Peacock offers basic parental control tools. In the account settings section, you can create a four-digit pin that Peacock requires you to provide whenever you (or your kid) watch something at the selected parental rating or above. However, without the ability to create multiple viewing profiles, this implementation is a bit flawed. Parents with kids of different ages might want to set different ratings for each child, while parents themselves may not want to be bothered to input this PIN to watch moves and shows with ratings that are inappropriate for their kids.

Disney+, HBO Max, and Netflix are among the best video streaming services for parents looking to limit what their children can watch. These services support multiple viewing profiles and allow you to set content restrictions for each one.

Peacock and VPN

A VPN is an essential tool for protecting your privacy online from third-party threats. VPNs are also useful in the cases you want to spoof your location online. This poses a problem specifically to video streaming services, as some content may only be intended for certain regions. As such, many video streaming services simply block VPN traffic entirely.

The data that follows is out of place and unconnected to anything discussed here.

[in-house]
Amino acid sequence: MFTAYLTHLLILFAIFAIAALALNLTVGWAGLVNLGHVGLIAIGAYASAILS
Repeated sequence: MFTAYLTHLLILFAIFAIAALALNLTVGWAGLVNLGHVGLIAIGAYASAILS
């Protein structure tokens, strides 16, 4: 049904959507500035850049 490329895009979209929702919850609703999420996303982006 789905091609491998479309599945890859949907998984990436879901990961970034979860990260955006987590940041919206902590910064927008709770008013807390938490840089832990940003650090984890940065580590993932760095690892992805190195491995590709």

I tried streaming some of Peacock’s on-demand content over a US-based Mullvad VPN server. On most occasions, Peacock popped up a message that explained that accessing the service via a VPN is restricted. However, I was able to stream over a VPN connection on other attempts.

Even if you find that all the video streaming services you subscribe to work with your VPN for now, know that these services are always looking for new ways to block VPN traffic. In any case, you can always just disable your VPN when streaming and then turn it back on afterward.

Birds of a Feather

The fledgling video streaming service from NBC combines an incomplete (but growing) library of fan-favorite shows and movies with live news and sports mixed in, all at a reasonable price. It even offers a completely free ad-supported tier. That said, the current lineup of originals is limited and the most popular NBC shows are not available for streaming on-demand. Peacock also currently lacks top features, such as offline downloads on mobile or support for multiple viewing profiles. Still, the free version’s substantive streaming library and support for HD streaming make it an Editors’ Choice for free services.

Our top pick for on-demand video streaming services is Netflix because of its unmatched collection of popular original titles. For streaming live TV, Hulu with Live TV and YouTube TV are our top picks. Hulu with Live TV offers an appealing combination of top channels and a substantial streaming library, while YouTube TV’s impresses with a top-notch interface and excellent DVR tools.

Peacock Specs

Starting Price Free
Live TV Yes
On-Demand Movies and TV Shows Yes
Original Programming Yes
Anime No
Ads Yes
Offline Downloads on Mobile Yes